(13:22-30) A person comes to Jesus with an apparently important and genuine question: will only a few be saved? But while it is an important question, it could be used to hide from the yet more important question: are you yourself saved? Jesus will not let this question about “how many” are saved remain in the realm of the merely theoretical. His reply then is direct, personal, and practical: “strive to enter through the narrow door” (13:24). In other words, what we really need to concern ourselves with is not the precise number of people who are going to be saved but whether we ourselves are saved, and to do everything (“strive”) to ensure that we are.
It is a temptation to turn theology into a battle of wits or a theoretical exercise. Sometimes people will come to us with complicated questions about salvation, when really the far more important question is a personal one. Are you yourself saved? Let us not allow the matters of God and the Bible to remain purely theoretical. Let us ensure that we are concerned with “practical theology”: following Jesus, becoming more like Jesus, telling other people about Jesus.
Jesus then tells a parable to underline the urgency of ensuring that we are saved before we die. When once the master of the house has “shut the door,” you will not be able to enter. There will be weeping and gnashing of teeth, then, if you have not made peace with God before you die. Do it now! In fact, so important is this distinction between the theoretical and the practical that Jesus makes the point that the first will be last and the last first. People will come from very far away from the center of all things theological, and some of them will be saved while some who have much knowledge will not. Make sure that we make our knowledge of God practical, real, vital; call on God to renew your heart by his Spirit today!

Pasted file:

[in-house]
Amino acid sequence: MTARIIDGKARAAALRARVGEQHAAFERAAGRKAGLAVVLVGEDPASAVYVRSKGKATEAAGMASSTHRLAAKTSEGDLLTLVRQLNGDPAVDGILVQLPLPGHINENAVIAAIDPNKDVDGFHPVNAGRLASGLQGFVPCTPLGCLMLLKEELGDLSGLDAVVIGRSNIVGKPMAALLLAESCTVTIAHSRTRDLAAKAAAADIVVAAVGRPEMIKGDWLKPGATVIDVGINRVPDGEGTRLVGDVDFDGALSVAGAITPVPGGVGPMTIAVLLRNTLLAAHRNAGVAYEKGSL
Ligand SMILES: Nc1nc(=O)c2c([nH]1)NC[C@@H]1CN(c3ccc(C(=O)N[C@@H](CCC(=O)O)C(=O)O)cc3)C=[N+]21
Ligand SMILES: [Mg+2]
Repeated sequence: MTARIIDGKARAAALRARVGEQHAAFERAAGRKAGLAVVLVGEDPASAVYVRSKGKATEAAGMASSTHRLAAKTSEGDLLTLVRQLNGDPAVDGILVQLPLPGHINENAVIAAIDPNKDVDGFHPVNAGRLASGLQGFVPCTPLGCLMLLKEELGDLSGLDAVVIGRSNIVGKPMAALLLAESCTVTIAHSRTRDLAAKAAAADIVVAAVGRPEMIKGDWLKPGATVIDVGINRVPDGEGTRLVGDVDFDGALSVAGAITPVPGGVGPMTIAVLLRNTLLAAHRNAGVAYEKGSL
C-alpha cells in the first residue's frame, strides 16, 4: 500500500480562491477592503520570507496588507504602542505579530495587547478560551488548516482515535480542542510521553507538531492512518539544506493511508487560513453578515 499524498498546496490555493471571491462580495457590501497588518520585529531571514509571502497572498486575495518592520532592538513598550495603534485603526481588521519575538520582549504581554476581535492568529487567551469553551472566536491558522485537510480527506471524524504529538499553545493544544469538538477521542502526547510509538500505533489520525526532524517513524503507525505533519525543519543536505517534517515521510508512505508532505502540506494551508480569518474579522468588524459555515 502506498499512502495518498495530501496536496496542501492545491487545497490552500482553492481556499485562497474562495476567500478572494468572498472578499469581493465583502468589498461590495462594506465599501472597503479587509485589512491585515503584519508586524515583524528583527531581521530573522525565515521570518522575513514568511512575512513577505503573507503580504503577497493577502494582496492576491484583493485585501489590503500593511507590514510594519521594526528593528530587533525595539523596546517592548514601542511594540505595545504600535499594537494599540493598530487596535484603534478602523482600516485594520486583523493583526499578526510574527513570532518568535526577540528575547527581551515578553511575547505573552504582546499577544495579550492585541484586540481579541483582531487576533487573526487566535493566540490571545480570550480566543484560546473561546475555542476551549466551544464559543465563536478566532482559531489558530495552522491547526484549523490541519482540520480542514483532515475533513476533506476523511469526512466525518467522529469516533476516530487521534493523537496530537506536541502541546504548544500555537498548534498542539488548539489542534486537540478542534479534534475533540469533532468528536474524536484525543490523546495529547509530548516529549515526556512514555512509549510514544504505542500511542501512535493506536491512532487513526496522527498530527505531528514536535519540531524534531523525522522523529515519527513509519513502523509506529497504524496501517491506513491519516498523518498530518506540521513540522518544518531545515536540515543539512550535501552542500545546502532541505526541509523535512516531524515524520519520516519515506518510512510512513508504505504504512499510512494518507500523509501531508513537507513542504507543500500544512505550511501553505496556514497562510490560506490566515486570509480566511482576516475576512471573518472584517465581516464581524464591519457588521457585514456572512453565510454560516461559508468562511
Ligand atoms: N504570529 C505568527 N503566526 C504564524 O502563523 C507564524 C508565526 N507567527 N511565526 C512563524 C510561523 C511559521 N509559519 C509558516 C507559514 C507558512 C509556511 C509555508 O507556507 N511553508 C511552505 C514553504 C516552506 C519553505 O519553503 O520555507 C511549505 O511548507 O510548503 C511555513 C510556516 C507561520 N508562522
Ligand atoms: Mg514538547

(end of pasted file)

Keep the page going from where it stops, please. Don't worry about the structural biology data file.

(13:31-35) Then some Pharisees immediately come to him. They are there to warn him. Why are the Pharisees warning him? In all likelihood their warning, while with elements of truth to it, was not straightforward kindness. They do not want Jesus to come to Jerusalem and teach there, so they tell him about Herod’s desire to get rid of Jesus. Sometimes our adversaries will conjure up real or imagined fears to prevent us from doing what we know is our duty or the right thing to do. But Jesus “must” go on his way (13:33).
Then comes Jesus’ lament for Jerusalem (13:34). Jesus has very often wanted to gather Jerusalem to him (presumably through his other visits to Jerusalem recorded in John’s Gospel), but they “were not willing.” Note that God does not violate our wills. We must respond to him. God’s sovereign call will be effective, but he works by softening our hearts, bending our wills, and calling us until we willingly come to him. But if we willingly reject him, then we will not be saved. They will not see him again until they say, “Blessed is he who comes in the name of the Lord” (13:35; cf. Luke 19:38).
It is not just important, it is essential, that we respond to Jesus and to God’s Word with faith. To bend our will to his, submit to him, and follow him. To praise God and say, “Blessed is he who comes in the name of the Lord!”
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